4. Paul – Missionary/Strategist


    Born Saul of Tarsus, Paul was born and raised into orthodox Judaism, staunchly believing the Christian faith to be heretical. His famous conversion, on the road to Damascus, transformed Paul into a called Apostle, one of the most prominent missionary leaders in the first-century church. As a leader, Paul’s strategies were formed by a long-range vision of the growth of the church, as well as an articulate interpretation of the word of Christ. Reflection:
    • opposed the message and movement of Christ (Acts 7:59-8:1).
    • converted and called (Acts 9:15-19).
    • missionary to traveler, team leader (Acts 13:1-3; 15:36-41; 16:1-5).

    • apostle to the nations: “I must visit Rome also”
      (see Acts 19:21; 28:28-31).




  5. Barnabas – Encourager/Mentor



    An early mentor to Paul, Barnabas was an early, close associate and fellow missionary to the Gentiles. Acts 11:24 describes Barnabas as “a good man and full of the Holy Spirit and faith” (NIV). As a leader, Barnabus was an encourager and diligent conveyor of the Christian faith and proponent of the growth of its church. Reflection:
    • lived up to his name (Acts 4:36-37).
    • helped Paul on his spiritual search (Acts 9:19-31).
    • called out potential leaders (Acts 11:19-26).
    • responded to missionary assignments (Acts 13-14– see also 13:2-3).

    • stood up for a younger leader (Acts 15:36-41).




  6. Timothy – Companion/Co-worker



    Young friend of Paul and ultimately his fellow traveler and missionary, Timothy was a faithful and loyal servant despite his age. And although he is perceived as more of a follower than a leader, Timothy exhibited enormous confident, faithful work and companionship in the interest of the greater team and journey. Reflection:
    • continued in conversion and early development (2 Tim. 1:5-6; 3:14-15).
    • became Paul’s youthful co-worker (Acts 16:1-3).
    • was mentored extensively by Paul (2 Tim. 2:1-2).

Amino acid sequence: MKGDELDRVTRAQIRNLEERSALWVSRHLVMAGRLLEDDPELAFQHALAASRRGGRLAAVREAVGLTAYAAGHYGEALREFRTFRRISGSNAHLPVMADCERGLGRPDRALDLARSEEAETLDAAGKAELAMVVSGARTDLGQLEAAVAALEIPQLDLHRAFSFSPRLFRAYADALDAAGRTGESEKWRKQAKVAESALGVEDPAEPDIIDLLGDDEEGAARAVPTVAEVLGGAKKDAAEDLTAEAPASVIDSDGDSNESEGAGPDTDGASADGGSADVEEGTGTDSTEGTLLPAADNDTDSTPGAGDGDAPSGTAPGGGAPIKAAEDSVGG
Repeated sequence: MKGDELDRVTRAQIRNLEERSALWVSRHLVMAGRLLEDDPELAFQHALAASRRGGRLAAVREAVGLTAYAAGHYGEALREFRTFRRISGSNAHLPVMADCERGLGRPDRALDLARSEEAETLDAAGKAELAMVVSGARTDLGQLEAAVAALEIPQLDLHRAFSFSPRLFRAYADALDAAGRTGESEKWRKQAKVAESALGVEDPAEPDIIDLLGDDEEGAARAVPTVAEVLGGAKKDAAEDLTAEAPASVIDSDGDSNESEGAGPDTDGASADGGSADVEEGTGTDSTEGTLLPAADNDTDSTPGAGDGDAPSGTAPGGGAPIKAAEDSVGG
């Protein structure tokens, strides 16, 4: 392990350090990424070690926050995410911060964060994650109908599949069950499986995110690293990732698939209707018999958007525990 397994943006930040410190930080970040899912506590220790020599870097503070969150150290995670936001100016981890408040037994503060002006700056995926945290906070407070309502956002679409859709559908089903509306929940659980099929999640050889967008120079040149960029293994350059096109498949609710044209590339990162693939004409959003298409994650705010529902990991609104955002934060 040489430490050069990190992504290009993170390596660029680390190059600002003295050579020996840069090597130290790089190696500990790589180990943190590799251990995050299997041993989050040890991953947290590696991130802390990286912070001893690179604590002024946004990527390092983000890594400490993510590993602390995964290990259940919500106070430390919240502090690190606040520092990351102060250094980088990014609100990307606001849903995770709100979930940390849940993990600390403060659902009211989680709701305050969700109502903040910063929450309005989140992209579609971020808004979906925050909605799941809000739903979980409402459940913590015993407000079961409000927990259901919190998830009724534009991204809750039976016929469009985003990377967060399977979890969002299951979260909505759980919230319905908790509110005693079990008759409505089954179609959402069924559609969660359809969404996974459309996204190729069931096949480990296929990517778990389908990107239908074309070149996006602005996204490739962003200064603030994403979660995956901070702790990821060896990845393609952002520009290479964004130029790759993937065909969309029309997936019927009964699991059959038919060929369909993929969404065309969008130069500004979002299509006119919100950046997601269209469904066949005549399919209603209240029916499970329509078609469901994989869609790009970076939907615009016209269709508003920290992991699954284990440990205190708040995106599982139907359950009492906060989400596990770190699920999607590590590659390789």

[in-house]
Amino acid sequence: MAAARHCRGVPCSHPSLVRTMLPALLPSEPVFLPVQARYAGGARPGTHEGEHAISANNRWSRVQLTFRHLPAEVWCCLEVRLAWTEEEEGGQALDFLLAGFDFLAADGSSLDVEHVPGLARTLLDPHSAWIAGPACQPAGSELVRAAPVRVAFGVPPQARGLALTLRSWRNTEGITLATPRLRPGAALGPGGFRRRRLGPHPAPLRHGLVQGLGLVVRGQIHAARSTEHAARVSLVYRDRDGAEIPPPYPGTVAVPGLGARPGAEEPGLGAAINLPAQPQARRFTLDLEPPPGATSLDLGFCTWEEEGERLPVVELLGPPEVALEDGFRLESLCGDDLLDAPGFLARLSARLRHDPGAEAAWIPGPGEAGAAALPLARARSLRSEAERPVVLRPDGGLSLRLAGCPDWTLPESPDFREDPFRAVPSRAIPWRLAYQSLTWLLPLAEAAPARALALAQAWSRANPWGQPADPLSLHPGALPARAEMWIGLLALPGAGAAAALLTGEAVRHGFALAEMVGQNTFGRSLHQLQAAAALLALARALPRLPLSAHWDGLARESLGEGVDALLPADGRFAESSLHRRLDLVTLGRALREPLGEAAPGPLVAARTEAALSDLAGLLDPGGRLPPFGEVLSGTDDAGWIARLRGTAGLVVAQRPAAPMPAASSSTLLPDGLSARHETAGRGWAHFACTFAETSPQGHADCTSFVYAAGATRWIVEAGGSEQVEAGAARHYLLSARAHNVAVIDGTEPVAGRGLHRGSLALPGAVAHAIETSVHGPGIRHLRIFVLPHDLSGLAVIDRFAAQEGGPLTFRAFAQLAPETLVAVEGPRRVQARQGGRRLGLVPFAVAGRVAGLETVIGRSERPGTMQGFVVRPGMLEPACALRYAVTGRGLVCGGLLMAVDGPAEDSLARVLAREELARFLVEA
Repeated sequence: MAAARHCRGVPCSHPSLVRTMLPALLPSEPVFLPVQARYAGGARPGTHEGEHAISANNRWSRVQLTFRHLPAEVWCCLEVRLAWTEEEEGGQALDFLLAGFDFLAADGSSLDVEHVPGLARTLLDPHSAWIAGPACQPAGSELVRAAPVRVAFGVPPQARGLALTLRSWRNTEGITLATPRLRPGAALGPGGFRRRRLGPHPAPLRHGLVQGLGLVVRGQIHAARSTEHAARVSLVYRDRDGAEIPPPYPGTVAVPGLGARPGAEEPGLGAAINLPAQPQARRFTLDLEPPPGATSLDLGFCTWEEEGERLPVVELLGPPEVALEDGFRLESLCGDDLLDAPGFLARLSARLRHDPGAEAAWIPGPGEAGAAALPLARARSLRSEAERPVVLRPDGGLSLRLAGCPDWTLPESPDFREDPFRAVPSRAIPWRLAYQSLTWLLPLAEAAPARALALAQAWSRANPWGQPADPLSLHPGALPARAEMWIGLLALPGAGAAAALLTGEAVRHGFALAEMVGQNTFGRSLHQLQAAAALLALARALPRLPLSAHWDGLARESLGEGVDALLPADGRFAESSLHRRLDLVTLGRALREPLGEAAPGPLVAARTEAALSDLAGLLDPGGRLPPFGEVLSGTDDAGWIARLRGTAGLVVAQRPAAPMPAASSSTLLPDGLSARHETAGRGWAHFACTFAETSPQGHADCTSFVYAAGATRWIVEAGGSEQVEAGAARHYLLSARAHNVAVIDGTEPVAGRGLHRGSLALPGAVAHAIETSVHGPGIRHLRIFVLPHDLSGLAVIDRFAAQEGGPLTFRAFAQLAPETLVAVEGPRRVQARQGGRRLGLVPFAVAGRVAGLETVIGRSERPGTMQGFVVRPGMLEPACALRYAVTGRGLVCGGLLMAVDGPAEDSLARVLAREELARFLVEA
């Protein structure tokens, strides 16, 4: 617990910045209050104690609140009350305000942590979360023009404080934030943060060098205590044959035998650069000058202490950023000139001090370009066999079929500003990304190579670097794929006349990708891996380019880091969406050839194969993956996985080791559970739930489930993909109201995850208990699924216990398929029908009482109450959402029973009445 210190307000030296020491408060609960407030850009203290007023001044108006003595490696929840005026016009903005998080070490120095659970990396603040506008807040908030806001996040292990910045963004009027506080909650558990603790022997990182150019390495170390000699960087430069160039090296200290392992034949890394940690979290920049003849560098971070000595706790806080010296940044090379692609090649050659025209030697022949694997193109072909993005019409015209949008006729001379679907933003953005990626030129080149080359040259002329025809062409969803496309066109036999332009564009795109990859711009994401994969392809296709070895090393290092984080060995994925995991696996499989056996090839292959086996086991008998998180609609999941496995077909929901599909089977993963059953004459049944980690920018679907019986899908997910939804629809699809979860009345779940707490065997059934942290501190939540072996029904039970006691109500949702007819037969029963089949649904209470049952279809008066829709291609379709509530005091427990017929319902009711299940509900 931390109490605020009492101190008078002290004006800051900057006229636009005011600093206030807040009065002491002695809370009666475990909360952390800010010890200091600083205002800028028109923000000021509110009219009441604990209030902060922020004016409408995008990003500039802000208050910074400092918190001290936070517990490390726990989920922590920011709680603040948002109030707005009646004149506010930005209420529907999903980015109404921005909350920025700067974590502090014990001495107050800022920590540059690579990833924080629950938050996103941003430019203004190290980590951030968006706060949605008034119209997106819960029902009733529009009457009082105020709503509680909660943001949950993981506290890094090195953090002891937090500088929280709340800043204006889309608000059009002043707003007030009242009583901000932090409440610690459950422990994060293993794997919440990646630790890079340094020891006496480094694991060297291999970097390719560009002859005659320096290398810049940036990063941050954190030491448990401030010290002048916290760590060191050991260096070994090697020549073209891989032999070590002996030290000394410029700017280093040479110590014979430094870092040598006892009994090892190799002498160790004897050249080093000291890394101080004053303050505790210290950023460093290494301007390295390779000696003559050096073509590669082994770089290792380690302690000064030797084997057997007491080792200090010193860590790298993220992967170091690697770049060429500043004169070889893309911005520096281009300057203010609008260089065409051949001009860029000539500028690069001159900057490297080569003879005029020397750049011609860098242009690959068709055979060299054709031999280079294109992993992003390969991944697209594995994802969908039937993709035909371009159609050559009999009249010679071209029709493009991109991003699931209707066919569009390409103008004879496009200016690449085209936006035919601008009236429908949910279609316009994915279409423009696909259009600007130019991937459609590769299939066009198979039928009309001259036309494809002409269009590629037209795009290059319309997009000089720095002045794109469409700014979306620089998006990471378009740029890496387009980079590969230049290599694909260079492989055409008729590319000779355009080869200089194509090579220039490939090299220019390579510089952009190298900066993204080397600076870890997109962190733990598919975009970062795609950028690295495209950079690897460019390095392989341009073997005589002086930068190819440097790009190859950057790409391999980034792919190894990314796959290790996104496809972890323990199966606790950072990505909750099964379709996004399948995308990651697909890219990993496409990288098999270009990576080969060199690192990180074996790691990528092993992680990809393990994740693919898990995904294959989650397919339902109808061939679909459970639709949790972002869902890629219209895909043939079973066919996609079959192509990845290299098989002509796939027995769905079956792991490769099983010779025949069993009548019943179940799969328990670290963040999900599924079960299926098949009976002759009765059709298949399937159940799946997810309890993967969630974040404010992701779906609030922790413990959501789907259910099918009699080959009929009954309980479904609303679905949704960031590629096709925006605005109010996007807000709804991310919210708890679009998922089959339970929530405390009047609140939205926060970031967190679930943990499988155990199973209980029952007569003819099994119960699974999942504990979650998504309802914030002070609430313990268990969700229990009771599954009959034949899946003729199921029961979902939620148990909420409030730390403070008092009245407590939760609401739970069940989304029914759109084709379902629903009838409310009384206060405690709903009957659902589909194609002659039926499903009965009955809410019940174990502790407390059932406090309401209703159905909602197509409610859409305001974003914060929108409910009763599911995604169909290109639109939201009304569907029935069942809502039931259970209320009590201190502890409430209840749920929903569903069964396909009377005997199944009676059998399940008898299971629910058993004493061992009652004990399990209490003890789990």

• was sent on major missions (1 Cor. 4:17).

    • was faithful to the end (2 Tim. 4:9-11).




  7. Lydia – Business
    Woman/Hostess



    A seller of purple garments in Philippi, Lydia is regarded as one of Paul’s first Philippian converts. A woman of some means, due to her garment-selling enterprises, Lydia offered her home to Paul and other missionaries in their ministry. As a leader, Lydia’s generous spirit was a model of Christian hospitality. Reflection:
    • followed the discipline of prayer (Acts 16:13).
    • was ready to believe and follow (Acts 16:14).
    • was successful in business (Acts 16:14).
    • practiced Christian hospitality (Acts 16:15).

    • supported the work of others (Acts 16:15).




  8. Priscilla
    – Team Member/Teacher



    A tentmaker, along with her husband Aquila, Priscilla
    met Paul in Corinth. They traveled with him to Ephesus, and continued
    to teach. Like Lydia, Priscilla hosted a church in her home, and was praised
    for her courage by Paul. Reflection:



    • member of a husband/wife team (Acts 18:2).



    • was tentmaker by trade (Acts 18:3).



    • worked with Paul (Acts 18:18).



    • instructed Apostles in the faith (Acts 18:25-26).



    • hosted a church in her home (1 Cor. 16:19).



    • took risks for the gospel (Romans 16:3-4)






Reflections Along the Journey:




  • What New Testament champion will you choose?



  • What contemporary model will you affirm?



  • Who will walk by your side in servant leadership?



  • How can you use biblical characters to mentor others?



  • Will you discern the positive–and the negative–lessons?



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Elder & Associates, Inc.

For full citation of referenced works, see Bibliography/Links at www.servantleaderstoday.com

Adapted by Lloyd Elder, Th.D., Founding Director, Moench Center for Church Leadership